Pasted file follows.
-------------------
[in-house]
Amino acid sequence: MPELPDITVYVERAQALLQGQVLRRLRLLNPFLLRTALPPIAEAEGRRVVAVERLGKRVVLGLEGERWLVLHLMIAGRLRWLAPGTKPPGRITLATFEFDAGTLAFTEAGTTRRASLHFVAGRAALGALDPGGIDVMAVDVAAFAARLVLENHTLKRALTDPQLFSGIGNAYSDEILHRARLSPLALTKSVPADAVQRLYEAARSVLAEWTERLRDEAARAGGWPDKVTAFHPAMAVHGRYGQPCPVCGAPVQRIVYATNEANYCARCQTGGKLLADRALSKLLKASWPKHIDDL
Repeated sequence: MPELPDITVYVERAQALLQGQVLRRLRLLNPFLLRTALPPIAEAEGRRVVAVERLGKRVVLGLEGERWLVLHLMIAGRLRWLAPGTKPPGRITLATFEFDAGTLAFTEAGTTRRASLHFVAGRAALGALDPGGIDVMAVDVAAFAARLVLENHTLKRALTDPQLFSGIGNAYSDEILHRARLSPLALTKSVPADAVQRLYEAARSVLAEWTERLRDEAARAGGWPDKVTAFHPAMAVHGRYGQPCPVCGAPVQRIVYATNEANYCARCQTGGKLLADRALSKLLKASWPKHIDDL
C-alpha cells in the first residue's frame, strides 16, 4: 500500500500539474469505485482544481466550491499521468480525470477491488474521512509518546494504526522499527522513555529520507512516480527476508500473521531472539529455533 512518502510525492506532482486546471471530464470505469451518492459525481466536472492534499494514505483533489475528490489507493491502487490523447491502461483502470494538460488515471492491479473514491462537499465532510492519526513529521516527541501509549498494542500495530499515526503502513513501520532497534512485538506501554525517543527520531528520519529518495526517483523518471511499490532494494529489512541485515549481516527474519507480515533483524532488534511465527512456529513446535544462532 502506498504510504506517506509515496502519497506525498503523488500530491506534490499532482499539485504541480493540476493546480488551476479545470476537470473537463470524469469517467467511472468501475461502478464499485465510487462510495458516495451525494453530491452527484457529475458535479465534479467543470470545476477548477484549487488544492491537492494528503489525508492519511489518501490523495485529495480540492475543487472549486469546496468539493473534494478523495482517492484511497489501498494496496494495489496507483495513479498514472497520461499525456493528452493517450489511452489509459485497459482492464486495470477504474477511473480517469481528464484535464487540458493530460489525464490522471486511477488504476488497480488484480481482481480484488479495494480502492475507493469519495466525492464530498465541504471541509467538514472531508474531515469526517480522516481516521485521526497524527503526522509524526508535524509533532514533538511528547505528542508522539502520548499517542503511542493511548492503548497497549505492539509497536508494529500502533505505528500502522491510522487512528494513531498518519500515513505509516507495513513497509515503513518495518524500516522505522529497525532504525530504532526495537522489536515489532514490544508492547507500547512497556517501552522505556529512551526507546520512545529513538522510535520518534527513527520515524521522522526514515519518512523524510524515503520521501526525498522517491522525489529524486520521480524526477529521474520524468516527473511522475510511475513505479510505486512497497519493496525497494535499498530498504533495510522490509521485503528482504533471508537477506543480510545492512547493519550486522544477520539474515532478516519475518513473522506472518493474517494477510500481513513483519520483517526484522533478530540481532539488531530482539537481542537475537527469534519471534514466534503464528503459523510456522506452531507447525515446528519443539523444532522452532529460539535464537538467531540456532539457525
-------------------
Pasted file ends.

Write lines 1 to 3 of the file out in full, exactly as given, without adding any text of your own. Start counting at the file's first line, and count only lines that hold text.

[in-house]
Amino acid sequence: MPELPDITVYVERAQALLQGQVLRRLRLLNPFLLRTALPPIAEAEGRRVVAVERLGKRVVLGLEGERWLVLHLMIAGRLRWLAPGTKPPGRITLATFEFDAGTLAFTEAGTTRRASLHFVAGRAALGALDPGGIDVMAVDVAAFAARLVLENHTLKRALTDPQLFSGIGNAYSDEILHRARLSPLALTKSVPADAVQRLYEAARSVLAEWTERLRDEAARAGGWPDKVTAFHPAMAVHGRYGQPCPVCGAPVQRIVYATNEANYCARCQTGGKLLADRALSKLLKASWPKHIDDL
Repeated sequence: MPELPDITVYVERAQALLQGQVLRRLRLLNPFLLRTALPPIAEAEGRRVVAVERLGKRVVLGLEGERWLVLHLMIAGRLRWLAPGTKPPGRITLATFEFDAGTLAFTEAGTTRRASLHFVAGRAALGALDPGGIDVMAVDVAAFAARLVLENHTLKRALTDPQLFSGIGNAYSDEILHRARLSPLALTKSVPADAVQRLYEAARSVLAEWTERLRDEAARAGGWPDKVTAFHPAMAVHGRYGQPCPVCGAPVQRIVYATNEANYCARCQTGGKLLADRALSKLLKASWPKHIDDL